So when kickstarting a design, get clear on target board dimensions. This impacts budgeting and helps balance size and cost requirements as you progress.
Why? Because each conductive copper layer adds complexity and expense to the cross-sectional stackup. More layers means more materials, processing steps, lamination, and drilling to interconnect everything. So costs scale up with each additional layer.
Of course, layer count is determined by circuit density and electrical connectivity needs. But it’s helpful to minimize layers where possible – stick with 4 or 6 layers if you can. Dropping from 8 to 6 layers can significantly reduce bare board fabrication costs.
So be thoughtful about layer requirements early on. It’s a key factor that designers and engineers should optimize to balance technical needs and cost.
Beyond just size and layers, the complexity of the PCB design also impacts manufacturing costs. Densely populated boards with intricate routing and spacing needs are more expensive to produce.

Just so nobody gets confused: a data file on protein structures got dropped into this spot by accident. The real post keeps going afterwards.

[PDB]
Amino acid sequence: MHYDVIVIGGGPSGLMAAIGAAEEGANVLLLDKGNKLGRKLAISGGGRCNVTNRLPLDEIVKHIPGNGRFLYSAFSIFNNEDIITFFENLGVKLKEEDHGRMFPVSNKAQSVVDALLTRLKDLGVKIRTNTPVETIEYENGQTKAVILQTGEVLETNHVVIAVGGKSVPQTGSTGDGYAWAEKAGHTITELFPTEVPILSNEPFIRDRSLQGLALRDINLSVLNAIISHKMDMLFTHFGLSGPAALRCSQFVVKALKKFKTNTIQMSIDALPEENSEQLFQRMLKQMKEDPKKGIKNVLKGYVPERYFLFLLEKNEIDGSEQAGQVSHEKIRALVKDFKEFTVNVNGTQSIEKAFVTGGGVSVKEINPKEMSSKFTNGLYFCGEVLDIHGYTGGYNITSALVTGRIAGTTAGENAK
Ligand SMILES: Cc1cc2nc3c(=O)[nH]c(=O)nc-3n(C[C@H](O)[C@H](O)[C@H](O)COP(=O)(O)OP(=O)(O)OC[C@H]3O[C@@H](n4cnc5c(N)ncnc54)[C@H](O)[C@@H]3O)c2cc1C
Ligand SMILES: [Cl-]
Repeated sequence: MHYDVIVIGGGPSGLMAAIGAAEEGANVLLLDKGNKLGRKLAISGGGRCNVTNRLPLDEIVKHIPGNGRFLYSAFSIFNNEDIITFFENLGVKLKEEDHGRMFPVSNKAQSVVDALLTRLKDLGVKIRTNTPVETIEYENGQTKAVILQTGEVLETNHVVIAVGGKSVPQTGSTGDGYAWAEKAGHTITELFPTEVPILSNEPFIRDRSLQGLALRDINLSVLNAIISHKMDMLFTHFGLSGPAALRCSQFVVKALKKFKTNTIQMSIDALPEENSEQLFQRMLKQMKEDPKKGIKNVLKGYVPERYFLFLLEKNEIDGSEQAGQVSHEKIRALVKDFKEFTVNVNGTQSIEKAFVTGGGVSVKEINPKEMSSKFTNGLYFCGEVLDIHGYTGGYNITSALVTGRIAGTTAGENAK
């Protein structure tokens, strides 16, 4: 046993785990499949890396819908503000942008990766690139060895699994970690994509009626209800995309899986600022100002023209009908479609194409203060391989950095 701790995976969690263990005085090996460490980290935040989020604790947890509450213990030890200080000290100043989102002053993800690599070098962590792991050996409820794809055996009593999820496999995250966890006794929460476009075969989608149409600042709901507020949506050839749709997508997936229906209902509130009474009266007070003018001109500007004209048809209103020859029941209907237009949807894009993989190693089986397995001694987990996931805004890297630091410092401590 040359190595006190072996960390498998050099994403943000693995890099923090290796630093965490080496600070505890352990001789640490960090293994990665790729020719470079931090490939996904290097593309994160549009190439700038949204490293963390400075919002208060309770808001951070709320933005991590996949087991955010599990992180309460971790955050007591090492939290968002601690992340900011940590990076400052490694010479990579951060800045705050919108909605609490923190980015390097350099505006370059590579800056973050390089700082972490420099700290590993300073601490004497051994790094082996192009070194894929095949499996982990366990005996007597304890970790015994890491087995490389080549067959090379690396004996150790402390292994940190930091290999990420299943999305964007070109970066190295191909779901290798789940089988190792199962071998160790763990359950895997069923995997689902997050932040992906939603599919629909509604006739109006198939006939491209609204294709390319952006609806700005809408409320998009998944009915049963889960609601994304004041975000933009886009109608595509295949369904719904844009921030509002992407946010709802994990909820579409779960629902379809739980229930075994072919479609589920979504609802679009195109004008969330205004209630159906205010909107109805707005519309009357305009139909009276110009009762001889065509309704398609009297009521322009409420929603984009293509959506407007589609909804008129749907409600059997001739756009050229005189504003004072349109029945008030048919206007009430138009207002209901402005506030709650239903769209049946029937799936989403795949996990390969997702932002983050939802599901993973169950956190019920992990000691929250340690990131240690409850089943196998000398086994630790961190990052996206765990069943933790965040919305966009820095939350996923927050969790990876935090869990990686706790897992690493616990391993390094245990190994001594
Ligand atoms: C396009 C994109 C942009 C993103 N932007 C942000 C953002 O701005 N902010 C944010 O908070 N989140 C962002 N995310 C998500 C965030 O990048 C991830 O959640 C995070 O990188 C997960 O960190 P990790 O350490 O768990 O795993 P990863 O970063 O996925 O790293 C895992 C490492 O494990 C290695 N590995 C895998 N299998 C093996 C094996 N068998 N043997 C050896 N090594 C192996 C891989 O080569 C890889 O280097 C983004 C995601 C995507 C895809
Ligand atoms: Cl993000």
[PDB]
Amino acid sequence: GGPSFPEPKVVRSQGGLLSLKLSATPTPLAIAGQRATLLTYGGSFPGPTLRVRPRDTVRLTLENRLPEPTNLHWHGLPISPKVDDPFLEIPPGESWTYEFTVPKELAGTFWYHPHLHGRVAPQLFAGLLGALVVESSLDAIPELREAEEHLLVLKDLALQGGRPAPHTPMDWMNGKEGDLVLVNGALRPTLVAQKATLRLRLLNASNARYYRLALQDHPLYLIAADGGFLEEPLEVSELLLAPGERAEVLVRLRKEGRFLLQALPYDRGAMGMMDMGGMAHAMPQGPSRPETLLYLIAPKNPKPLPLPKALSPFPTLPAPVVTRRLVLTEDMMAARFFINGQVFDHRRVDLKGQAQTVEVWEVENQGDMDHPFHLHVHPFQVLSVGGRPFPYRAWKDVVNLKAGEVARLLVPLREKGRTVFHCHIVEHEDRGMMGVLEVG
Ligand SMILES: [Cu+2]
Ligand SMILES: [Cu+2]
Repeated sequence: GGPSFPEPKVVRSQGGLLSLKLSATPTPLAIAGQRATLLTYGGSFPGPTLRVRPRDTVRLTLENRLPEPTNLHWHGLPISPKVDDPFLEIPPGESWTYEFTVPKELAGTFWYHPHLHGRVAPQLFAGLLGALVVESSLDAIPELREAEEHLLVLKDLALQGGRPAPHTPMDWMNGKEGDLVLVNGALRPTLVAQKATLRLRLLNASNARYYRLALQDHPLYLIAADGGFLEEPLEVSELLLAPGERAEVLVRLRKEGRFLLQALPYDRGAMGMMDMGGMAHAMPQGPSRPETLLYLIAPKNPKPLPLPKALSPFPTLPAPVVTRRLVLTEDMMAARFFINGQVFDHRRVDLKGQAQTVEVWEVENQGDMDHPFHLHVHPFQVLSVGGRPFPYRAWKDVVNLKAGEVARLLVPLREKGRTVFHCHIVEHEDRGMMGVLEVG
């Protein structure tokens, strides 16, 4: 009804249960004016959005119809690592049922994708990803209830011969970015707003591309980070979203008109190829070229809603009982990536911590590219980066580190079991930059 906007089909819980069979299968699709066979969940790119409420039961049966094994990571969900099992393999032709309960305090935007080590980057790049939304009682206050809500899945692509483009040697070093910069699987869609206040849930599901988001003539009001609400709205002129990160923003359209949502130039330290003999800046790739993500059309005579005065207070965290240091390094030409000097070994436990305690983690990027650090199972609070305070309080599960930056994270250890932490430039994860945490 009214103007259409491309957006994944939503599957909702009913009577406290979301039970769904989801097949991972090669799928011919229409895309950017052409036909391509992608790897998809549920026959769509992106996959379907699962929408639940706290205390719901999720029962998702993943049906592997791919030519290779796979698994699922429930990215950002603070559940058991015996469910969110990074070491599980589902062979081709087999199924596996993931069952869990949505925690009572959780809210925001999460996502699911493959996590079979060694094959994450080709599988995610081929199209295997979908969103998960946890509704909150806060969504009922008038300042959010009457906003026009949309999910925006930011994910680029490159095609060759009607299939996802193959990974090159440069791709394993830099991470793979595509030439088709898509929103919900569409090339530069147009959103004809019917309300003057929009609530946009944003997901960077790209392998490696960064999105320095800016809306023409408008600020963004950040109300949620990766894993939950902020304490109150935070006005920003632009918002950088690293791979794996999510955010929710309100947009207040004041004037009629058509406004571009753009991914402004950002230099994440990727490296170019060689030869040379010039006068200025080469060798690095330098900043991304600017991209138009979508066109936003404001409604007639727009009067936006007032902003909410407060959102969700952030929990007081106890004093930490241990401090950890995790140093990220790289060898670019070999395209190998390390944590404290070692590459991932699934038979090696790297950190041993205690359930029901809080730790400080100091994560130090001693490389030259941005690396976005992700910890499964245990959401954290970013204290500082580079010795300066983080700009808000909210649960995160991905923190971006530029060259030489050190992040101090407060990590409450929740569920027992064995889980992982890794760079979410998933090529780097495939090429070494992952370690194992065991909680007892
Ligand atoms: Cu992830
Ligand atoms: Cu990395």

For example, high component density requires more precision drilling and routing between tightly packed surface mount pads. This increases tooling time and cost. Copper features spaced very closely together also take more care to achieve.
Likewise, designs with loads of tiny vias or high via densities add fabrication steps and expense, especially for blind/buried vias between inner layers. Dense routing with thin trace widths and clearances also adds cost.
High-speed designs require carefully controlled impedance traces and matched lengths. And HDI technologies with microvias are on the pricier end.
Of course, you can’t remove design complexity just to save money if it’s essential to circuit function. But being design-for-manufacturing (DFM) aware and minimizing intricacy where possible helps reduce bare PCB costs.